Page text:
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Wednesday, 26 September 2012

Hopewell Colliery Museum

In a nutshell

Gauge:        2' (non passenger carrying)

Length:      unknown

Opened:     1823 (as a museum in 1997)


Prosper Lane
Lacinda Coalway
GL16 7EL

View Narrow Gauge Railways in a larger map

Tel.        01594 810706 


Date of visit: 22 September 2012


Key Facts

  • The Hopewell mine is linked to the Phoenix mine underground but are worked as separate pits
  • The mines are worked as 'free-mines'. The Free Miners have mined coal for over 700 years unhindered anywhere in in the Forest of Dean by royal decree.
  • These are now the only full-time mines operating in the forest 
  • During the winter-months (October - March) the mines are worked using traditional methods of pick and shovel but they operate as a Museum in the summer months.
  • Visitors to the Hopewell mine walk through some of the mine workings to see exhibits of mining equipment and techniques.
  • The coal is extracted from the mines in railway tubs hauled by cable.


My Impressions

Unfortunately, the museum had closed for the winter on the day I visited, it seems that the museum opens during the summer school holiday season. However, as one of the miners was present, working on a mechanical coal loader, I was able to take a few photos and discuss the mining operations (and the state of the economy) with him.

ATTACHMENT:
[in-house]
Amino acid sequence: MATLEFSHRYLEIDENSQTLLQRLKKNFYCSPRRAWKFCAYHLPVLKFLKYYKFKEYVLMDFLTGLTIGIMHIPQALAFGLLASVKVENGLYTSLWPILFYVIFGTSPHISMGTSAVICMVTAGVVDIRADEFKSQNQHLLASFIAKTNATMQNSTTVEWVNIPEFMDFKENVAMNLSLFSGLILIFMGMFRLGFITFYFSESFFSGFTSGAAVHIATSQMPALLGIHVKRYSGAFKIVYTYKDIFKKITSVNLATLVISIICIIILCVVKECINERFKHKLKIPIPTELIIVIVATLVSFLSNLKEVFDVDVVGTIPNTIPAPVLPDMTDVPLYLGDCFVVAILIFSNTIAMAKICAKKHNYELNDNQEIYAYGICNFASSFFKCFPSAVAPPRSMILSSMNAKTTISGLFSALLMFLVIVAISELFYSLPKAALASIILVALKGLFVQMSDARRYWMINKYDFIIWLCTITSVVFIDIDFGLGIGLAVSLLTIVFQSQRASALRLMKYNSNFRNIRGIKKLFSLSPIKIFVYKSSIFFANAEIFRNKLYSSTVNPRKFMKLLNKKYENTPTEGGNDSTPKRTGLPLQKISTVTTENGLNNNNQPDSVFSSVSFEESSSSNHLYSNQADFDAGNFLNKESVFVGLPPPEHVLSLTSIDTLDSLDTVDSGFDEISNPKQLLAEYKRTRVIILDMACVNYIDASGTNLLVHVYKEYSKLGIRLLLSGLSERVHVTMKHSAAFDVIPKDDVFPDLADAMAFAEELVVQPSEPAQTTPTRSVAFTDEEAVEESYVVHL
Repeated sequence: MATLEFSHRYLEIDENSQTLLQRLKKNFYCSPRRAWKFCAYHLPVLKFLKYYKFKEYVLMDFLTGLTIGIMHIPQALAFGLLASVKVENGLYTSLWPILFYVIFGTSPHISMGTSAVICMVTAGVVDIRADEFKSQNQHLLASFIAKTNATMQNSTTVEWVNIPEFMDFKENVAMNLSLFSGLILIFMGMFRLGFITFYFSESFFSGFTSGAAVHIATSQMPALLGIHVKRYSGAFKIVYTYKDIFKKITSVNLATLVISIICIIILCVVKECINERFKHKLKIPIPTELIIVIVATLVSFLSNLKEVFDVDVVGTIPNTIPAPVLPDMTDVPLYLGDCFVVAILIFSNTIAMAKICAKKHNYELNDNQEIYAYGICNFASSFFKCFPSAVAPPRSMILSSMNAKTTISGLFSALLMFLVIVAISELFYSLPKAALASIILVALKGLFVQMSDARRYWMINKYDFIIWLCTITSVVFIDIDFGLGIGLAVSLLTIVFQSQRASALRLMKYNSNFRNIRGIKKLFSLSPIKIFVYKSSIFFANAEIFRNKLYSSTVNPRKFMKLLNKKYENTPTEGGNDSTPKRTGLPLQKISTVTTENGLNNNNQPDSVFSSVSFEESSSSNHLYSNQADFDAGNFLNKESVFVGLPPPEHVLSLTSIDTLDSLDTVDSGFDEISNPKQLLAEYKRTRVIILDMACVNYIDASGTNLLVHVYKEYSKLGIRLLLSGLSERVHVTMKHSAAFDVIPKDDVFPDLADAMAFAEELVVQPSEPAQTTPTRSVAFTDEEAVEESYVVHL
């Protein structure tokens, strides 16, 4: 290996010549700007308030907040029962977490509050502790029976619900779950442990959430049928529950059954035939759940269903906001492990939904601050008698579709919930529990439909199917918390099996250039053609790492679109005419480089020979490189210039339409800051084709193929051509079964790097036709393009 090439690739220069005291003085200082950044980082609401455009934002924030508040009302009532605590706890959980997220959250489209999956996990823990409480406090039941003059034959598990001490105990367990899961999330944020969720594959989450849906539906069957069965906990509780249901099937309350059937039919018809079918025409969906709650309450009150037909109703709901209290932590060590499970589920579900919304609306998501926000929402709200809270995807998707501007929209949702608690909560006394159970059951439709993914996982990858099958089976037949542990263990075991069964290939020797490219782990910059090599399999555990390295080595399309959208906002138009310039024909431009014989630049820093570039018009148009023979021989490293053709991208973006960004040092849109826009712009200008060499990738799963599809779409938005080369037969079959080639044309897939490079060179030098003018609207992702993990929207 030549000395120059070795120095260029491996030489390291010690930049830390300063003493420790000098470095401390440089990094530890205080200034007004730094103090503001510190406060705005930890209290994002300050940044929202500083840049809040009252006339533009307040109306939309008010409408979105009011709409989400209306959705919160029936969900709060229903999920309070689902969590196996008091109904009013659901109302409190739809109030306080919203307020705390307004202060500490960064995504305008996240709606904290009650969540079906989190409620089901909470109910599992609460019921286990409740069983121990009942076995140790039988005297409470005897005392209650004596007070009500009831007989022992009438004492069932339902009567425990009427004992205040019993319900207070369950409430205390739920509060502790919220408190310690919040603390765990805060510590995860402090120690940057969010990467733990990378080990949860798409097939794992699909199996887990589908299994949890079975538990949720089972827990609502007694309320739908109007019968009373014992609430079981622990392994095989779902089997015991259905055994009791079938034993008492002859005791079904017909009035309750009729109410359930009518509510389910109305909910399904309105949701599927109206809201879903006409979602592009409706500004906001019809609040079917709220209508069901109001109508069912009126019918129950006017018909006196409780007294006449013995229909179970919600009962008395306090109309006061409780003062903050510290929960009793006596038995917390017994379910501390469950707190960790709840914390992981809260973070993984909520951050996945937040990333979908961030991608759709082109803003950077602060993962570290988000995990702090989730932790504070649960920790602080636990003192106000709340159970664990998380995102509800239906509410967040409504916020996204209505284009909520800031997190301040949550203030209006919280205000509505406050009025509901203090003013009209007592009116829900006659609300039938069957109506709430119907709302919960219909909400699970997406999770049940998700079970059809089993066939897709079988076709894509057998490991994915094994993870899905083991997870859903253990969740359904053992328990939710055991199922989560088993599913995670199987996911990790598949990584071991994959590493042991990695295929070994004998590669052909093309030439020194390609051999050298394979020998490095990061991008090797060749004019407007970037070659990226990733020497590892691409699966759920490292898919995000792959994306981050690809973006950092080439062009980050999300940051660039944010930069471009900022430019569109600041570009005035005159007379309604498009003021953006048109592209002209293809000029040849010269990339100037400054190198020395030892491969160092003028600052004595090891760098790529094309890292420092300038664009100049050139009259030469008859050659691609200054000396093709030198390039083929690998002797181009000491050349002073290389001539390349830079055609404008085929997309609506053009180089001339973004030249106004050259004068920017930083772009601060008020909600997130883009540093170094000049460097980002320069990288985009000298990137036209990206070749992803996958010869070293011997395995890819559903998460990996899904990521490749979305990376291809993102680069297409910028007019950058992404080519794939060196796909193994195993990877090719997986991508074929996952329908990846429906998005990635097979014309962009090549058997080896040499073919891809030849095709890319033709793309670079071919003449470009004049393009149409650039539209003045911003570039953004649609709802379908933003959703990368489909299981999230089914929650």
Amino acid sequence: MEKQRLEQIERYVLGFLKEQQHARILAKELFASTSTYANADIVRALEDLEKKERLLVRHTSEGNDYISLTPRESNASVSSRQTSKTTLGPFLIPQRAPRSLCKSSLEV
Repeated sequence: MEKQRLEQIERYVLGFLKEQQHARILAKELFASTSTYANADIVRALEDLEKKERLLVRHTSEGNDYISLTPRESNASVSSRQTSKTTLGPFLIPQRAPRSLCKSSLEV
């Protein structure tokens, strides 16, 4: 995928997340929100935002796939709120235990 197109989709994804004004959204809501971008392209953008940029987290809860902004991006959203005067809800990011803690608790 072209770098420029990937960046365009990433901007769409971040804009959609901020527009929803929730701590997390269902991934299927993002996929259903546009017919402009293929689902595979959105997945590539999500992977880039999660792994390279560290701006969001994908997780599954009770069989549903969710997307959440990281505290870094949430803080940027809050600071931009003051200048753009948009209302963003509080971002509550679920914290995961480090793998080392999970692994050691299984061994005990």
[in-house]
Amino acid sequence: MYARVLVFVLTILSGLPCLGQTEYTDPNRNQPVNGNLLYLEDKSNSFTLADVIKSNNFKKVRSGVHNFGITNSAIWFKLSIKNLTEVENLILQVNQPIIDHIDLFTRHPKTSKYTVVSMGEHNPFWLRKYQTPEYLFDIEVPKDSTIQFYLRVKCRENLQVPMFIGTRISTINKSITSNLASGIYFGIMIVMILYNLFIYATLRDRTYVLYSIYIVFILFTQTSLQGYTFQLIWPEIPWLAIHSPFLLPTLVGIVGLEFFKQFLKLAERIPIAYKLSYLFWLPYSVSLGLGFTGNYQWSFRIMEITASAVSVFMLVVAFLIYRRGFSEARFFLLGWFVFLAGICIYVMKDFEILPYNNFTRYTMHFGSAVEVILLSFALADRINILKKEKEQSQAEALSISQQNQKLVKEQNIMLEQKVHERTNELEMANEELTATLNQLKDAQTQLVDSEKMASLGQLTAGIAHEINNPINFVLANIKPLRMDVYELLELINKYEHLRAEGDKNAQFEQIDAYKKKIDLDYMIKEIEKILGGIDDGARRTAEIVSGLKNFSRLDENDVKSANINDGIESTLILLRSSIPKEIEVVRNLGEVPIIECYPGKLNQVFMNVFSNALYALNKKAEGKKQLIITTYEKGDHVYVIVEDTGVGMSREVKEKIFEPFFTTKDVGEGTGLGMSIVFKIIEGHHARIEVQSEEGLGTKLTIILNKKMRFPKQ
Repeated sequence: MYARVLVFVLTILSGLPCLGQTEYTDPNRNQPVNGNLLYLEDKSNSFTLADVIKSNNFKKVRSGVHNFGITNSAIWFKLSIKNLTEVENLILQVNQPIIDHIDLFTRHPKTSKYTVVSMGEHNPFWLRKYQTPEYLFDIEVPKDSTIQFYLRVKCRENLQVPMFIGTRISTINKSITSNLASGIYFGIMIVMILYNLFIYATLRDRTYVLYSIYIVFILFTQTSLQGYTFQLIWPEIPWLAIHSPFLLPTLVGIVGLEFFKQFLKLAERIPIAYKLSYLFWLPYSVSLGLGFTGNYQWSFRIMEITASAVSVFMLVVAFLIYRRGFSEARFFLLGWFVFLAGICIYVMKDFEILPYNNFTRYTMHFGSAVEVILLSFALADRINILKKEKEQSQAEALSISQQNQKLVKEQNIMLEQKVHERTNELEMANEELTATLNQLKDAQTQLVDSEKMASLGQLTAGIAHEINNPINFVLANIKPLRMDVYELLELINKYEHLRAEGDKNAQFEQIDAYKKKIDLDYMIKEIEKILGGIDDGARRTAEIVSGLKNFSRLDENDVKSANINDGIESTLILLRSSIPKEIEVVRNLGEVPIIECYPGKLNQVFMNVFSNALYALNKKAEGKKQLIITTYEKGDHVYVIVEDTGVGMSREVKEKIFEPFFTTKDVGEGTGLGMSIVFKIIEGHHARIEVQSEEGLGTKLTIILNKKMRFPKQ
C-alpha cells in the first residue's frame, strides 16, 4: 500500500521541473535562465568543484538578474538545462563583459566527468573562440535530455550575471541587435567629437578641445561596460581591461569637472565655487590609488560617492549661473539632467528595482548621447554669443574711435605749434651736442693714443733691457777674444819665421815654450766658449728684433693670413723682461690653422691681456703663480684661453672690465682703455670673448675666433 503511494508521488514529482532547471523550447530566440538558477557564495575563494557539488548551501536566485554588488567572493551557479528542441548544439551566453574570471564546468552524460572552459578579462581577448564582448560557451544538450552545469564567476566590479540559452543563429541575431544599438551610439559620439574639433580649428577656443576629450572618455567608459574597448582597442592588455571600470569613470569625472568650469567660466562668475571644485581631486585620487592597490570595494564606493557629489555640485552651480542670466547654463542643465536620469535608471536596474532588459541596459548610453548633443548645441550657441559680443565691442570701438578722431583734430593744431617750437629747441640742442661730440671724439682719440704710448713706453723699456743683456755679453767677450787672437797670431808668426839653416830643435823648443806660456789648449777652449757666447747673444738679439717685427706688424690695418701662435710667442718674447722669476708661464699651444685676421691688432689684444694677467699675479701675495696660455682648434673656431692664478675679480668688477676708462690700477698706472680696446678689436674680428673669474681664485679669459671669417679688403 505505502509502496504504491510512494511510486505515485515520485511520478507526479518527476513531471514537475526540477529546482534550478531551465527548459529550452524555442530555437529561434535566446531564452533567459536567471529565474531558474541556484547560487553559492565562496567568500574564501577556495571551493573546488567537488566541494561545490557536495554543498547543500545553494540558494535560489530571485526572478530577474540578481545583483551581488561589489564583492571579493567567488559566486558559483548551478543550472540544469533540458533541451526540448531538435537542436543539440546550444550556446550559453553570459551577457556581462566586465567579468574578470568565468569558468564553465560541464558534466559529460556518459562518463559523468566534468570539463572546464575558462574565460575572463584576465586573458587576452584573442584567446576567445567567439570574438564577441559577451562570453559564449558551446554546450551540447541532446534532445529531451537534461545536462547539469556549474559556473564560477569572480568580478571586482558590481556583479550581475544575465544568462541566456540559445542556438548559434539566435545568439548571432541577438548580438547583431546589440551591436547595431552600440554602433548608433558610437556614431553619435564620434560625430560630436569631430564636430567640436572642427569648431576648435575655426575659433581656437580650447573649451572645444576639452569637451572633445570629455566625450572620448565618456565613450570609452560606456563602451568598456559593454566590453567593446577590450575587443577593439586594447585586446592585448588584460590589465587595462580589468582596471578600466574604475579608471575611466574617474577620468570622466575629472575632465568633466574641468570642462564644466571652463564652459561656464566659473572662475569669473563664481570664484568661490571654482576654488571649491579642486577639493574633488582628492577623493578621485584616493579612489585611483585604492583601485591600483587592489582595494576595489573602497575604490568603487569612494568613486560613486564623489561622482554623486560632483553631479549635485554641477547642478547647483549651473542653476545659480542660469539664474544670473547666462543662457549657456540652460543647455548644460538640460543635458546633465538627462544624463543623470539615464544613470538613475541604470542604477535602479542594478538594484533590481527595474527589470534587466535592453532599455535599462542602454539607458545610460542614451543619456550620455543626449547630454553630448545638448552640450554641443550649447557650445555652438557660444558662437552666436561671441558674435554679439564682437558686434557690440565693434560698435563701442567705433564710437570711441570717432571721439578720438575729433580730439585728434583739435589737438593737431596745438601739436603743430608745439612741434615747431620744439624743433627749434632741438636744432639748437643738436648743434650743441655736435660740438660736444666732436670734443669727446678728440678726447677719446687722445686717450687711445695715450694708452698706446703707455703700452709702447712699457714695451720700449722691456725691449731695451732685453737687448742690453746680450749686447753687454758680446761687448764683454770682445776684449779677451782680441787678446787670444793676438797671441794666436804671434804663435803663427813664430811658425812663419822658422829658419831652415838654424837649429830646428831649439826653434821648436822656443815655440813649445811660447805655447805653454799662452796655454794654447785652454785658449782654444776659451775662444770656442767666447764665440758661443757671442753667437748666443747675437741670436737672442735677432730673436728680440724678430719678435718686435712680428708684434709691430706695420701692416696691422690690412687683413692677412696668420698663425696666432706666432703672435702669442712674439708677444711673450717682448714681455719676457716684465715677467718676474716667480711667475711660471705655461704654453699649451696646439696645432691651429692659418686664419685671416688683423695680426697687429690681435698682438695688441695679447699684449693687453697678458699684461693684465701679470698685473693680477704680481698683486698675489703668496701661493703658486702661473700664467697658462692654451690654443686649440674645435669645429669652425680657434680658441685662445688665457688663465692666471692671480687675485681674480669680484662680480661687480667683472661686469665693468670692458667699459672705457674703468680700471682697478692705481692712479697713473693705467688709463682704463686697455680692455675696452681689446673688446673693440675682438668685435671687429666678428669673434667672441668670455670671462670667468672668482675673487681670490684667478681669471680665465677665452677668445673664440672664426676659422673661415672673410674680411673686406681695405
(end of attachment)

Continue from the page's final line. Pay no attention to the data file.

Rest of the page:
Normally, I only include accounts of visits to passenger-carrying narrow gauge railways in this blog, but as this museum provides an insight into one of the last remaining operational mines of its type, I feel it deserves specific mention.

 The first thing to catch the eye on the edge of the car park is the pithead winding wheel

..... and the pithead gantry ........

....... together with its portable hand-winch and a coal tub.

Beside the car park is the rope-hauled incline down to an adit shrouded in trees.

This wasn't operating while I was there but it is clear that this is one of the means by which coal is extracted from the mine. The mechanical loader on the other side of the car park suggests that during the winter months, the car park becomes a coal yard for the mine.

Talking to the miner who was repairing the loader, he told me that although the coal is of very good quality, it is presently very difficult to make a living from mining the coal alone, and hence the miners have to diversify into other trades. However, there is a determination to keep the tradition alive and hopefully there will be another generation of free miners to assure the future of this piece of industrial history.

I intend to revisit the museum during the next season and hopefully fill in some of the blanks.

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